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Gizmodo's Weekly Australian Internet Update
This week in internet.
Free Games Friday
Free games for a lazy weekend.
Netflix Movie Night
Ockers, ozploitation, the outback and other authentic Australiana.
Get all the trailers you need in one place!
Galaxy Trucker on Android, Geometry Wars 3 on iOS and more.
Periscope on Android, Battle of Gods: Ascension on iOS and more.
Plucky Rush on Android, Korg iM1 on iOS and more.
All The News You Missed Overnight
Google's 2015 Nexus devices, Sony Z3+ and more.
Wednesday's Biggest Stories
Music Maniac on Android, Orby Widget on iOS and more.
There’s tiny revolution afoot in medicine, where micro-sized and nano-sized robots will someday cruise around inside our bodies, zeroing in on cancerous cells or repairing damaged but otherwise healthy ones. But before those ideas all become reality, those bots need a power source inside our bodies. That power source could be stomach acid.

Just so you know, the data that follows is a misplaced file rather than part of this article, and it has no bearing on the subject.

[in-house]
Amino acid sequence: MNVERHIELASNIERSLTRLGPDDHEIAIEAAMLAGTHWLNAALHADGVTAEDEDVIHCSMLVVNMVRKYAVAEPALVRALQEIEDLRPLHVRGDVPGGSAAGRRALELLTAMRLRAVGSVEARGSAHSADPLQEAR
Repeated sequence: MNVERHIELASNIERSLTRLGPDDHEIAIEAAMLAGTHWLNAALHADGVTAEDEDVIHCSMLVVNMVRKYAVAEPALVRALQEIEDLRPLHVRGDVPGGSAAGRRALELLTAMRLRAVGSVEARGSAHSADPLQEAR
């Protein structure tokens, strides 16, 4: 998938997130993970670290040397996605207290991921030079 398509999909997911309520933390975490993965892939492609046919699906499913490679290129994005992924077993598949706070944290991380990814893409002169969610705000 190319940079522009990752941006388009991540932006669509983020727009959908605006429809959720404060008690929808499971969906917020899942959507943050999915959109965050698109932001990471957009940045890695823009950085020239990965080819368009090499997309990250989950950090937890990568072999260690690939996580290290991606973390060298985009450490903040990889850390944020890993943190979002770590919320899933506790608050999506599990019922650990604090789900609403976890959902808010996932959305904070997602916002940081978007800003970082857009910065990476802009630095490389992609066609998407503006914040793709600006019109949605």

Researchers want to use microscopic nanobots for drug delivery and other tasks inside the human body, but there are still places the micro machines can’t get. Now, scientists have made the smallest bot yet, a magnet-guided corkscrew so tiny, it can sneak through the pores in human connective tissue.
A team of Dutch engineers just published the details of a curious new invention: tiny robotic sperm that can be controlled with a weak magnetic field. Like real sperm, these so-called MagnetoSperm flip their tails to swim towards their target. Unlike real sperm, they’re made of metal-coated polymer.
Jeff and Ashley Sierzenga recently took it upon themselves to bring to life the flesh-eating nanobots from Jeff Carlson’s best-selling series Plague Year. Here you can see their entire project, from schematics to the final model.
David Smith believes he has build the world’s smallest working train, and based on the images and video I wouldn’t doubt that claim. Apparently, it is 35,000 times smaller than the real deal.